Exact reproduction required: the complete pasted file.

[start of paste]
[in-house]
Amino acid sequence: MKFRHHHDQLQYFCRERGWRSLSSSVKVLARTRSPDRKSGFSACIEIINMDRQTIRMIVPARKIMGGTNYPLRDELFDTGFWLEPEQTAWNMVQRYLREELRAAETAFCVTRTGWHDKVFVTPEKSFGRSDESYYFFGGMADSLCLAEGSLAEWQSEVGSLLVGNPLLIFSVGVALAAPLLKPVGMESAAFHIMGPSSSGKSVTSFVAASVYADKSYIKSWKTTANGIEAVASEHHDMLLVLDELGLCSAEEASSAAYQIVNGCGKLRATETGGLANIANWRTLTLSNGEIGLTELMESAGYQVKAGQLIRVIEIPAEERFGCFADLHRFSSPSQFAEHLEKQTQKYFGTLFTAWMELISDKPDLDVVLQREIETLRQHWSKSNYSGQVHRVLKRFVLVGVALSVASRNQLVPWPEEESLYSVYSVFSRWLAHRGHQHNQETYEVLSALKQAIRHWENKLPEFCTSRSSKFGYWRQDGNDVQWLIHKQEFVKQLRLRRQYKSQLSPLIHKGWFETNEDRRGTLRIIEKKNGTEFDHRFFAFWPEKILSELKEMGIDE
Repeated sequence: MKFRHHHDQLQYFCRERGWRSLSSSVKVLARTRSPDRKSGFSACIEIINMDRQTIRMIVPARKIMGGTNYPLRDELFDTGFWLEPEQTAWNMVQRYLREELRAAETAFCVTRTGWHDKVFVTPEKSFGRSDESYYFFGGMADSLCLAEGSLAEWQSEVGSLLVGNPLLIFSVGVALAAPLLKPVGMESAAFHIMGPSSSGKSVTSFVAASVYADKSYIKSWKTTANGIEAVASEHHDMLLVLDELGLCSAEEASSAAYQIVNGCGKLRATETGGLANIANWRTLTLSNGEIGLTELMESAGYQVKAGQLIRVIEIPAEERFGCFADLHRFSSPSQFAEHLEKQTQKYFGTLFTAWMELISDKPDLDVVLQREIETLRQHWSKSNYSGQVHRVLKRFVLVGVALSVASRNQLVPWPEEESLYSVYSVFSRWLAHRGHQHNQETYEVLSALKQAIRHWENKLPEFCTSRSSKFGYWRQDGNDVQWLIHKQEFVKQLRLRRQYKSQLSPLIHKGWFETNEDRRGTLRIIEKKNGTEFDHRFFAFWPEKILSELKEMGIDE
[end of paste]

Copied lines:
[in-house]
Amino acid sequence: MKFRHHHDQLQYFCRERGWRSLSSSVKVLARTRSPDRKSGFSACIEIINMDRQTIRMIVPARKIMGGTNYPLRDELFDTGFWLEPEQTAWNMVQRYLREELRAAETAFCVTRTGWHDKVFVTPEKSFGRSDESYYFFGGMADSLCLAEGSLAEWQSEVGSLLVGNPLLIFSVGVALAAPLLKPVGMESAAFHIMGPSSSGKSVTSFVAASVYADKSYIKSWKTTANGIEAVASEHHDMLLVLDELGLCSAEEASSAAYQIVNGCGKLRATETGGLANIANWRTLTLSNGEIGLTELMESAGYQVKAGQLIRVIEIPAEERFGCFADLHRFSSPSQFAEHLEKQTQKYFGTLFTAWMELISDKPDLDVVLQREIETLRQHWSKSNYSGQVHRVLKRFVLVGVALSVASRNQLVPWPEEESLYSVYSVFSRWLAHRGHQHNQETYEVLSALKQAIRHWENKLPEFCTSRSSKFGYWRQDGNDVQWLIHKQEFVKQLRLRRQYKSQLSPLIHKGWFETNEDRRGTLRIIEKKNGTEFDHRFFAFWPEKILSELKEMGIDE
Repeated sequence: MKFRHHHDQLQYFCRERGWRSLSSSVKVLARTRSPDRKSGFSACIEIINMDRQTIRMIVPARKIMGGTNYPLRDELFDTGFWLEPEQTAWNMVQRYLREELRAAETAFCVTRTGWHDKVFVTPEKSFGRSDESYYFFGGMADSLCLAEGSLAEWQSEVGSLLVGNPLLIFSVGVALAAPLLKPVGMESAAFHIMGPSSSGKSVTSFVAASVYADKSYIKSWKTTANGIEAVASEHHDMLLVLDELGLCSAEEASSAAYQIVNGCGKLRATETGGLANIANWRTLTLSNGEIGLTELMESAGYQVKAGQLIRVIEIPAEERFGCFADLHRFSSPSQFAEHLEKQTQKYFGTLFTAWMELISDKPDLDVVLQREIETLRQHWSKSNYSGQVHRVLKRFVLVGVALSVASRNQLVPWPEEESLYSVYSVFSRWLAHRGHQHNQETYEVLSALKQAIRHWENKLPEFCTSRSSKFGYWRQDGNDVQWLIHKQEFVKQLRLRRQYKSQLSPLIHKGWFETNEDRRGTLRIIEKKNGTEFDHRFFAFWPEKILSELKEMGIDE